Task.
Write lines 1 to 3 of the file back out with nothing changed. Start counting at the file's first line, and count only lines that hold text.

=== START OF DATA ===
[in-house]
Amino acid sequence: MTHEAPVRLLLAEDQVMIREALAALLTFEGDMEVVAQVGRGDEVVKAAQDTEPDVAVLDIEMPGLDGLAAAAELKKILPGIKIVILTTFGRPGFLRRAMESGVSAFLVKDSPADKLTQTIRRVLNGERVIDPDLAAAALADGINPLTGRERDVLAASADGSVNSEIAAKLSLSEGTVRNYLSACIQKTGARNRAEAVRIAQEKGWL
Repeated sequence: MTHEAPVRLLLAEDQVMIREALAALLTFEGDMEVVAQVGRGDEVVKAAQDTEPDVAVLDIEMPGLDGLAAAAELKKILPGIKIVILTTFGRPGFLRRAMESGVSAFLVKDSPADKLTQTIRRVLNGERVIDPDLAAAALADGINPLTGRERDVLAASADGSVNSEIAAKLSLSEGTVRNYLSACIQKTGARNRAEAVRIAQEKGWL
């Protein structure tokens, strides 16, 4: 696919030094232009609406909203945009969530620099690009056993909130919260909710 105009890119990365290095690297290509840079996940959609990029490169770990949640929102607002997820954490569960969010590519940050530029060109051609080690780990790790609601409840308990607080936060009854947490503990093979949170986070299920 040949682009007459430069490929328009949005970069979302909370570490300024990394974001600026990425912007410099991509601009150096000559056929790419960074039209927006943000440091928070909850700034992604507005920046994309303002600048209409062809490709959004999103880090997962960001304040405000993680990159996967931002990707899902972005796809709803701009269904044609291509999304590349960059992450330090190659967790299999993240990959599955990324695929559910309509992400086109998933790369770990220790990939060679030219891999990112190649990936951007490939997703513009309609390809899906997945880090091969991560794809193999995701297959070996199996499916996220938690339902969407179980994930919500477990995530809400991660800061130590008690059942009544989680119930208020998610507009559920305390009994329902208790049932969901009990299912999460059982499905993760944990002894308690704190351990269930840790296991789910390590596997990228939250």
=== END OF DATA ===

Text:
[in-house]
Amino acid sequence: MTHEAPVRLLLAEDQVMIREALAALLTFEGDMEVVAQVGRGDEVVKAAQDTEPDVAVLDIEMPGLDGLAAAAELKKILPGIKIVILTTFGRPGFLRRAMESGVSAFLVKDSPADKLTQTIRRVLNGERVIDPDLAAAALADGINPLTGRERDVLAASADGSVNSEIAAKLSLSEGTVRNYLSACIQKTGARNRAEAVRIAQEKGWL
Repeated sequence: MTHEAPVRLLLAEDQVMIREALAALLTFEGDMEVVAQVGRGDEVVKAAQDTEPDVAVLDIEMPGLDGLAAAAELKKILPGIKIVILTTFGRPGFLRRAMESGVSAFLVKDSPADKLTQTIRRVLNGERVIDPDLAAAALADGINPLTGRERDVLAASADGSVNSEIAAKLSLSEGTVRNYLSACIQKTGARNRAEAVRIAQEKGWL